MAXIMS, LEGAL. A maxim is an established principle or proposition. The Latin term maxima is not to be found in Roman law with any meaning exactly analogous to that of a legal maxim in the modern sense of the word, but the treatises of many of the Roman jurists on Regulae dejinitiones, and Sententiae juris are, in some measure, collections of maxims (see an article on “ Latin Maxims in English Law ” in Law Mag. and Rev. xx. 285); Fortescue (De laudibus, c. 8) and Du Cange treat maxima and regula as identical. The attitude of early English commentators towards the maxims of the law was one of unmingled adulation. In Doctor and Student (p. 26) they are described as “ of the same strength and effect in the law as statutes be.” Coke (Co. Litt. II A) says that a maxim is so called “ Quia maxima est ejus dignitas et certissima auctoritas, atque quod maxime omnibus probetur.” “ Not only, ” observes Bacon in the Preface to his Collection of Maxims, “ will the use of maxims be in deciding doubt and helping soundness of judgment, but, further, in gracing argument, in correcting unprofitable subtlety, and reducing the same to a more sound and substantial sense of law, in reclaiming vulgar errors, and, generally, in the amendment in some measure of the very nature and complexion of the whole law.” A similar note Was sounded in Scotland; and it has been well observed that “ a glance at the pages of Morrison's Dictionary or at other early reports will show how frequently in the older Scots law questions respecting the rights, remedies and liabilities of individuals were determined by an immediate reference to legal maxims ” (J. M. Irving, Encyclo. Scots Law, s.o. “Maxims”). In later times less value has been attached to the maxims of the law, as the development of civilization and the increasing complexity of business relations have shown the necessity of qualifying the propositions which they enunciate (see Stephen, Hist. Crim. Law, ii. Q4 rt: Yarmouth V. France, 1887, IQ Q.B.D., per Lord Esher, at p. 653, and American authorities collected in Bouvier's Law Diet. s.v. “ Maxim ”). But both historically and practically they must always possess interest and value.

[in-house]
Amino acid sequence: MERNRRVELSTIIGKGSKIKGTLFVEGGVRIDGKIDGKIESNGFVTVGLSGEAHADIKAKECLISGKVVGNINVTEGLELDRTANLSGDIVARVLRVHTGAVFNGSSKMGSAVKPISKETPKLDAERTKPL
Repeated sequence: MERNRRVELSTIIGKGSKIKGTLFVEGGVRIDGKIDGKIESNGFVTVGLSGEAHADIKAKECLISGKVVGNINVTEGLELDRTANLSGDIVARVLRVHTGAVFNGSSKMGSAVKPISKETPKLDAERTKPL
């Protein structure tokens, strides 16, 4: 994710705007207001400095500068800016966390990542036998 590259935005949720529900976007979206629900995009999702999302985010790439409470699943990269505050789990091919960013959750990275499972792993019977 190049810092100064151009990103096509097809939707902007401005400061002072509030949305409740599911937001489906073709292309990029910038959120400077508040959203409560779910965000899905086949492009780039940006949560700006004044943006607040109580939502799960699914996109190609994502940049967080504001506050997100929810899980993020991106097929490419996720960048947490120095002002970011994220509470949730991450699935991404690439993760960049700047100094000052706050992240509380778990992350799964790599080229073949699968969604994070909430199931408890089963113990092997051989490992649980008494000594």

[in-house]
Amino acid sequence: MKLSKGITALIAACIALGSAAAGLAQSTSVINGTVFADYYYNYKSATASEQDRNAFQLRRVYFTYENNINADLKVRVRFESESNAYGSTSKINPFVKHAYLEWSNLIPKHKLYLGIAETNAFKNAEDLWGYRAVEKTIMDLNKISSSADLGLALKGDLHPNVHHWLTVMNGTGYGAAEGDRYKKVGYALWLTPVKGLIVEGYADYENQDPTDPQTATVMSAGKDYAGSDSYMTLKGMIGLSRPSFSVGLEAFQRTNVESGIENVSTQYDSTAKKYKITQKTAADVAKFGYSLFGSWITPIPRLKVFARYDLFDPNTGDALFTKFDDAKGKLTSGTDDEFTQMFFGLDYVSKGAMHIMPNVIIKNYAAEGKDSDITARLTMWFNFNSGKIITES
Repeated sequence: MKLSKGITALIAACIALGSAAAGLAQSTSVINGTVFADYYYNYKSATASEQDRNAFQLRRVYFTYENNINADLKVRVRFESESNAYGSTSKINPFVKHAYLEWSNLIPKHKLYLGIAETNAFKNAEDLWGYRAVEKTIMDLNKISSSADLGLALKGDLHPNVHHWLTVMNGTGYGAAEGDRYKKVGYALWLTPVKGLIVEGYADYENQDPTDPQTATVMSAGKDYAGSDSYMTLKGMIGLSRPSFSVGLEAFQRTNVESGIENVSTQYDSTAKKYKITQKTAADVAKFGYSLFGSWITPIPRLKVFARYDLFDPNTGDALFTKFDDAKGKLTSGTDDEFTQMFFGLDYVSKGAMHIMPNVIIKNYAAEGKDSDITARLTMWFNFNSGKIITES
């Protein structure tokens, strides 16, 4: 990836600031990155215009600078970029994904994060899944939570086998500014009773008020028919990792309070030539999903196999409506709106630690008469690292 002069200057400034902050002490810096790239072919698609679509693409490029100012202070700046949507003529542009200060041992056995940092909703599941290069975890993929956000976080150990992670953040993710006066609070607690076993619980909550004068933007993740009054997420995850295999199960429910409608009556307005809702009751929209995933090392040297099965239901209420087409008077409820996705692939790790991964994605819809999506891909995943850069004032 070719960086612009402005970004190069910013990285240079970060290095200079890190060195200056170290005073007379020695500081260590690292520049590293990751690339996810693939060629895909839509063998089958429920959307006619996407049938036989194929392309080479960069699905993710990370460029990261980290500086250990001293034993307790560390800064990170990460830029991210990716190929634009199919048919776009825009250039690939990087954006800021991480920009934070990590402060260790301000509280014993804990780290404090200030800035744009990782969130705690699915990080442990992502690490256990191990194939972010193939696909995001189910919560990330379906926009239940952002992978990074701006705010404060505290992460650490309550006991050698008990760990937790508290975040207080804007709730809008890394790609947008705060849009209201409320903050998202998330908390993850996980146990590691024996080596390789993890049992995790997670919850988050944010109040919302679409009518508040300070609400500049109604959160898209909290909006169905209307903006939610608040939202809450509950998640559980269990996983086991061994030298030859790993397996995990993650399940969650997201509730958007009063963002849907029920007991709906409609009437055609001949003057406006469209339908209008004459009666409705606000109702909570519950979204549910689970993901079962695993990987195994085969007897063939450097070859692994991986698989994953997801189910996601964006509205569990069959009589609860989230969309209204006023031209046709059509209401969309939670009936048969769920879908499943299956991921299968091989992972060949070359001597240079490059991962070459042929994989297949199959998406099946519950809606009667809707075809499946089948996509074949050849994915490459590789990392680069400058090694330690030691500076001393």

A brief reference need only be made here, with examples by way of illustration, to the field which the maxims of the law cover.
Commencing with rules founded on public policy, we may note the famous principle-Salus poputi suprema lex (xii. Tables; Bacon, Maxims, reg. I2)-“ the public welfare is the highest law." It is on this maxim that the coercive action of the State towards individual liberty in a hundred matters is based. To the same category belong the maxims-Summa ratio est guae pro religion facit (Co. Litt. 341 a)-“ the best rule is that which advances religion "~a maxim which finds its application when the enforcement of foreign laws or judgments supposed to violate our own laws or the principles of natural justice is in question; and Dies dominicus non est juridic us, which exempts Sunday from the lawful days for juridical acts. Among the maxims relating to the crown, the most important are Rex non potest peccare (2 Rolle R. 304)—“ The King can do no wrong ”-which enshrines the principle of ministerial responsibility, and Nullum ternpus occurrit regi (2 Co. Inst. 273)-“ lapse of time does not bar the crown, ” a maxim qualified by various enactments in modern times. Passing to the judicial office and the administration of justice, we may refer to the rules-Audi alteram partem-a proposition too familiar to need either translation or comment; Nemo debet essejudex in proprid sud causd (12 Co. Rep. 1 I4)~“ no man ought to be judge in his own cause "-a maxim which French law, and the legal systems based upon or allied to it, have embodied in an elaborate network of rules for judicial challenge; and the maxim which defines the relative functions of judge and 'ury, Ad quaestionern facti non respondent judices, ad quaestionem llegis non respondent juratores (8 Co. Rep. 155). The maxim Boni judicis est ampliare iurisdictionem (Ch. Prec. 329) is certainly erroneous as it stands, as a judge has no right to “ extend his 'jurisdiction.” If justitiam is substituted for jurisdiction em, as Lord Mansfield said it should be (1 Burr. 304), the maxim is near the truth. A group of maxims supposed to embody certain fundamental principles of legal right and obligations may next be referred to: (a) Ubi:jus ibi remedium (see Co. Litt. 197 b)-a maxim to which the evolution of the flexible “ action on the case, " by which wrongs unknown to the “ original writs ” were dealt with, was historically due, but which must be taken with the gloss Damnum absque injuria-“ there are forms of actual damage which do not constitute legal injury " for which 'the law supplies no remedy; (b) Actus Dei nemini facit injuriam (2 Blackstone, 122)-and its allied maxim, Lex non cogit ad impossibilia (Co. Litt. 231 b)-on which the whole doctrine of vis major (éorce majeure) and impossible conditions in the law of contract has been